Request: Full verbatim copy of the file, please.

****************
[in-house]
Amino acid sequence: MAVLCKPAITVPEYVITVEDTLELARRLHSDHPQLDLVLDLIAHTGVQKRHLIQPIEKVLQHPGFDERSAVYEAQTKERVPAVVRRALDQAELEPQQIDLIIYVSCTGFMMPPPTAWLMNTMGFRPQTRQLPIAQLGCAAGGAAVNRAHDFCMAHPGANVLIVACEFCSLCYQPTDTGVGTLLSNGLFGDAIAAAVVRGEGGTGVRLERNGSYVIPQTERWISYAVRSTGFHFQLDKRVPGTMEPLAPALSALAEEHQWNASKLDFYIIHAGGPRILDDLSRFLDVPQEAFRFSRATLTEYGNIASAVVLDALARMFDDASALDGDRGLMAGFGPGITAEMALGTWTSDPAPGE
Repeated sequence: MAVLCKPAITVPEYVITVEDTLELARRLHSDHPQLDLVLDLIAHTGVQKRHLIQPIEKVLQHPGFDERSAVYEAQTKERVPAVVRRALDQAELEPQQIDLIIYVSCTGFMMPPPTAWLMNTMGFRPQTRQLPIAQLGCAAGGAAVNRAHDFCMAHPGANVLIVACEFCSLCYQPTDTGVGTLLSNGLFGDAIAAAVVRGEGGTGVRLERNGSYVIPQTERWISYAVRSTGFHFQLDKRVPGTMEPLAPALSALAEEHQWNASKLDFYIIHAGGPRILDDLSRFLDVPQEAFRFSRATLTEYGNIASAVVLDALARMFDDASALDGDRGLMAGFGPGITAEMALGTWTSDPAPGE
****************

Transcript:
[in-house]
Amino acid sequence: MAVLCKPAITVPEYVITVEDTLELARRLHSDHPQLDLVLDLIAHTGVQKRHLIQPIEKVLQHPGFDERSAVYEAQTKERVPAVVRRALDQAELEPQQIDLIIYVSCTGFMMPPPTAWLMNTMGFRPQTRQLPIAQLGCAAGGAAVNRAHDFCMAHPGANVLIVACEFCSLCYQPTDTGVGTLLSNGLFGDAIAAAVVRGEGGTGVRLERNGSYVIPQTERWISYAVRSTGFHFQLDKRVPGTMEPLAPALSALAEEHQWNASKLDFYIIHAGGPRILDDLSRFLDVPQEAFRFSRATLTEYGNIASAVVLDALARMFDDASALDGDRGLMAGFGPGITAEMALGTWTSDPAPGE
Repeated sequence: MAVLCKPAITVPEYVITVEDTLELARRLHSDHPQLDLVLDLIAHTGVQKRHLIQPIEKVLQHPGFDERSAVYEAQTKERVPAVVRRALDQAELEPQQIDLIIYVSCTGFMMPPPTAWLMNTMGFRPQTRQLPIAQLGCAAGGAAVNRAHDFCMAHPGANVLIVACEFCSLCYQPTDTGVGTLLSNGLFGDAIAAAVVRGEGGTGVRLERNGSYVIPQTERWISYAVRSTGFHFQLDKRVPGTMEPLAPALSALAEEHQWNASKLDFYIIHAGGPRILDDLSRFLDVPQEAFRFSRATLTEYGNIASAVVLDALARMFDDASALDGDRGLMAGFGPGITAEMALGTWTSDPAPGE